Over 30,000 students with Special Educational Needs (SEN) study at mainstream schools in Hong Kong. These students need greater assistance to keep up with others. Therefore, for the second motion, ‘The government should strengthen integrated education practices to support students with special educational needs’, Child Councilors suggested the Government to establish an Integrated Education Law to ensure the implementation of Integrated Education. Apart from that, they suggested the government to strengthen school-based educational psychology services to identify the needs of SEN students and provide necessary treatments and assistance as early as possible. At the same time, the Government should improve the training and qualification accreditation for pre- and in-service teachers so that they can master the skills to teach SEN students.
With the huge poverty gap in Hong Kong, one in every five children lives in poverty. Although the Government has implemented poverty alleviation policies in recent years, they have failed to address the needs of grassroots children, for example, lack of English learning support, insufficient subsidized quota to attend tutorial and interest classes, shortage of suitable trainers so that grassroots children cannot benefit fully from the after school tutorial classes, inabilities of parents to support students’ learning; poor living environment affecting learning etc. To improve grassroots children’s learning environment in an all-round way, the Government should improve their living environment and extra-curricular activities support.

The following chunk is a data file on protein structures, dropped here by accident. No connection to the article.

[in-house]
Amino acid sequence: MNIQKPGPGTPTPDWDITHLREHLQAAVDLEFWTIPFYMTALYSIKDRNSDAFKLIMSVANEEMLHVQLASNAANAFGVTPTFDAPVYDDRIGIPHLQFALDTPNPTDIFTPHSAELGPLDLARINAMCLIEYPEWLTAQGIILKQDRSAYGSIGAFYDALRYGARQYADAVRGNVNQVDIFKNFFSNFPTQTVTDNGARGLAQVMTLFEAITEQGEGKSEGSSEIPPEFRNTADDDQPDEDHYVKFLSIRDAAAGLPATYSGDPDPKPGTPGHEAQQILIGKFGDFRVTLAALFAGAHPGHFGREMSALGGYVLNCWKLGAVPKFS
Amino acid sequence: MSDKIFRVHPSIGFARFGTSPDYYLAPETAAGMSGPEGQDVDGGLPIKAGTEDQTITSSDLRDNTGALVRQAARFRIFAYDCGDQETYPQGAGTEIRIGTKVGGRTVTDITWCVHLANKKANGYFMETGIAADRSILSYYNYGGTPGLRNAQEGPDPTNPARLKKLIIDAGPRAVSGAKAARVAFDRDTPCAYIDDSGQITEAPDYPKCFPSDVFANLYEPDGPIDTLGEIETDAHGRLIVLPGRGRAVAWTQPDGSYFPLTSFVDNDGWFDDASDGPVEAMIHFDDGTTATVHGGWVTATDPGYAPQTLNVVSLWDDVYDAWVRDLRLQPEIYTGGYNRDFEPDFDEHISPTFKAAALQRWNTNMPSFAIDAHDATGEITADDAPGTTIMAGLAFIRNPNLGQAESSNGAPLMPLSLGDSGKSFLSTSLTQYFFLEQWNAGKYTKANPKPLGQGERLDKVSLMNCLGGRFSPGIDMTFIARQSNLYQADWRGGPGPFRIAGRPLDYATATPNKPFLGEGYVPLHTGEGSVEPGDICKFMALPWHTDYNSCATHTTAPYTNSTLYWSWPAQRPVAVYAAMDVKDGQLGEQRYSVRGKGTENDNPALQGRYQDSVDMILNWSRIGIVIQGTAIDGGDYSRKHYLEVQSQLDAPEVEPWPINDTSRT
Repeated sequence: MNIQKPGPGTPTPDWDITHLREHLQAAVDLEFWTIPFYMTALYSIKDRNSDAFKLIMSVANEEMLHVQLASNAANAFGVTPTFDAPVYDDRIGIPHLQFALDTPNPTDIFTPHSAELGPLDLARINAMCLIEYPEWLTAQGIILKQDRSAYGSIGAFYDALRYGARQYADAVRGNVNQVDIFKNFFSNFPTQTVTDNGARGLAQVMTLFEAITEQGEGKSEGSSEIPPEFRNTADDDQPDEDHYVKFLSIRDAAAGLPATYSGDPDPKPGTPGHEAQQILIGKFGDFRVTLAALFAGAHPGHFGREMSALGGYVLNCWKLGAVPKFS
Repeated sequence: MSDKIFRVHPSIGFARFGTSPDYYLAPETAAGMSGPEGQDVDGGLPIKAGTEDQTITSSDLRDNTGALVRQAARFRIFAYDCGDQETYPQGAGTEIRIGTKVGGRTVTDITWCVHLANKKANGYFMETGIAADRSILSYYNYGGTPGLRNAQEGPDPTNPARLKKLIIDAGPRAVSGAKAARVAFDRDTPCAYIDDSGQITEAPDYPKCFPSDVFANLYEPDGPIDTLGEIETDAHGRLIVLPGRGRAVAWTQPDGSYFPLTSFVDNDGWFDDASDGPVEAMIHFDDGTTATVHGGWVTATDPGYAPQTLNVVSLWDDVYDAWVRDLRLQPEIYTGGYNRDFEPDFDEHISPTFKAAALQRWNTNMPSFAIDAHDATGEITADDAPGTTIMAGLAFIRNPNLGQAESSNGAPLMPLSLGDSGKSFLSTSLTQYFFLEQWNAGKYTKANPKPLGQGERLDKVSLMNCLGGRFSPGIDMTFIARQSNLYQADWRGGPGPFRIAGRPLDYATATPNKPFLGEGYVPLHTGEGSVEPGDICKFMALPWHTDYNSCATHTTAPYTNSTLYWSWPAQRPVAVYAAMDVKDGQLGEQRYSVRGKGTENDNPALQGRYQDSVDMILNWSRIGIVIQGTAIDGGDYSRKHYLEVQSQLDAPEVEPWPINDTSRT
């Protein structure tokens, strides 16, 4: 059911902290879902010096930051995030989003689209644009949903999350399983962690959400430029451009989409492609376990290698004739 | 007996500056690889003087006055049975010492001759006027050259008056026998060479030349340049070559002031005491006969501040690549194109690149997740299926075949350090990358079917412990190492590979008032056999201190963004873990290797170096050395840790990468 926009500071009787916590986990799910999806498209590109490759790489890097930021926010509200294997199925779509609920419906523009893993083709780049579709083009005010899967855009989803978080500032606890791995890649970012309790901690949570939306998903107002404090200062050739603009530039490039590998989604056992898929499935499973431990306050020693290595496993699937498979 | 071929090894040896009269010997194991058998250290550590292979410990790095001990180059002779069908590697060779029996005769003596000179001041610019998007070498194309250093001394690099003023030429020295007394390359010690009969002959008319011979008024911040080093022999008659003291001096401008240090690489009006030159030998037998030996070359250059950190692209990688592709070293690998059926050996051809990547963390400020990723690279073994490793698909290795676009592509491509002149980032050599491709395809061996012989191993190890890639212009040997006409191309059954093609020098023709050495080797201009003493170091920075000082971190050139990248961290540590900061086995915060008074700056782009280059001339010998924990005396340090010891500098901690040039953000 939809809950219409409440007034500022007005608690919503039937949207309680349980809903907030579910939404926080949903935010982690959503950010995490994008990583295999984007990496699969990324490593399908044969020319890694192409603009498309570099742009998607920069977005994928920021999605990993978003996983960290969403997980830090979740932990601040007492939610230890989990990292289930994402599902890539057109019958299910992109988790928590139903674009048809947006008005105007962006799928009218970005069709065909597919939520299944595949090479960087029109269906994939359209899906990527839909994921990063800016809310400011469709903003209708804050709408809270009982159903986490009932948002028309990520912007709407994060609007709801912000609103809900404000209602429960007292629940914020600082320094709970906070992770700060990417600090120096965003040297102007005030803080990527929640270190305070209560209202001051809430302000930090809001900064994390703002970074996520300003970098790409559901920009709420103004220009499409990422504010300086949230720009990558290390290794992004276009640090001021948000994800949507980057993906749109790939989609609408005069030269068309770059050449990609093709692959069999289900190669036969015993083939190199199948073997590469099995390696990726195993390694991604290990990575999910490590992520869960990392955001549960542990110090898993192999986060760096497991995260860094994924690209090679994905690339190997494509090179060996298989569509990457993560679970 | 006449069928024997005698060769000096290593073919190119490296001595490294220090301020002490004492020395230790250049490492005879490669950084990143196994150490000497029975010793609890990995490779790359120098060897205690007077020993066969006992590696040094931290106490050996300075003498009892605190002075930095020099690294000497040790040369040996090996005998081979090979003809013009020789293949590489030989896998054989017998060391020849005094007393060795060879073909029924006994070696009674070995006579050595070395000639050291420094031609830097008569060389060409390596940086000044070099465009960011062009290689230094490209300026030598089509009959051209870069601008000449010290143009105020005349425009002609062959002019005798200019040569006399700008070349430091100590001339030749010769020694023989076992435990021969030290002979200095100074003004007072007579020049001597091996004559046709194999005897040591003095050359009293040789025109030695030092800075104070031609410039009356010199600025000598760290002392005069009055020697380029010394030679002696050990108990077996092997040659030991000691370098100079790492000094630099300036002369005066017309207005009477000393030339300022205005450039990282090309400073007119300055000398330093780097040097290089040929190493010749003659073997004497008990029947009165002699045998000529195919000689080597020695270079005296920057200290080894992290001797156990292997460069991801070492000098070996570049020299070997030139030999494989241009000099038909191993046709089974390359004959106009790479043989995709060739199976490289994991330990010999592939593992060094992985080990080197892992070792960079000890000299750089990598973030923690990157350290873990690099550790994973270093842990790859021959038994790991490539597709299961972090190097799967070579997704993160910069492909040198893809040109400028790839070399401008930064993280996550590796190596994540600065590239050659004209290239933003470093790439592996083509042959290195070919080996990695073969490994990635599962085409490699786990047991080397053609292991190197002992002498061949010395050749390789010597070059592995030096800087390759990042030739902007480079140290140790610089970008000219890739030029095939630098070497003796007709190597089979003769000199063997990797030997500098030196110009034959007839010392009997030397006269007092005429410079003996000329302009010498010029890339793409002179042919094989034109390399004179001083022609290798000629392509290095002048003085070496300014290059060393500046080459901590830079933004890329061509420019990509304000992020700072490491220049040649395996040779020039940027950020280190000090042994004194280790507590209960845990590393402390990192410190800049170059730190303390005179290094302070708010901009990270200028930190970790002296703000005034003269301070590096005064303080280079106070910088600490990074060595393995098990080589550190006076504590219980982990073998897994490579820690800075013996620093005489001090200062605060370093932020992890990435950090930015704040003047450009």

After the meeting, Child Councilors and honourable guests joined the Closing Ceremony, which marked the successful completion of the Children’s Council in its tenth year. In the past four months, Child Councilors had 30 group meetings; they also conducted 19 interviews with government officials, legislators and people from various sectors; collected views from 801 children by questionnaires; along with desk top researches to prepare the three motions that will be compiled into a publication. The publications will be sent to the authorities concerned, and child-related organizations for government and society’s consideration and reference.
About the Children’s Council project:
Against Child Abuse, Hong Kong Committee on Children’s Rights and Hong Kong Committee for UNICEF have joined hands since 2000 to promote the United Nations Convention on the Rights of the Child (UNCRC) and children’s rights in Hong Kong. In 2002, the first Children’s Council of Hong Kong was established for children to step into the shoes of legislators to discuss and debate issues relating to children’s rights and fight for the rights of children. The Children’s Council project is sponsored by the HKSAR government and supported by Kids’ Dream, the first child-led organization in Hong Kong. Over the years, 31 child-related motions have been discussed.
About the United Nations Convention on the Rights of the Child (UNCRC):
This year is the 25th anniversary of UNCRC ratification, and the 20th anniversary of its implementation in Hong Kong. The United Nations General Assembly declared 20 November as the Universal Children’s Day in 1959 when the Declaration of the Rights of the Child was passed. This marked the beginning of the drafting of the United Nations Convention on the Rights of the Child (UNCRC) that has benefited children from all over the world of different background, status, religion, race and situation. The UNCRC, has now become the most widely adopted treaty by world nations, and was extended to Hong Kong in 1994. States Parties to the UNCRC are obliged to develop and undertake all actions and policies in the light of the best interests of the child, better international programmes striving for children’s well-being and support the work to protect children under particular conditions.
– END –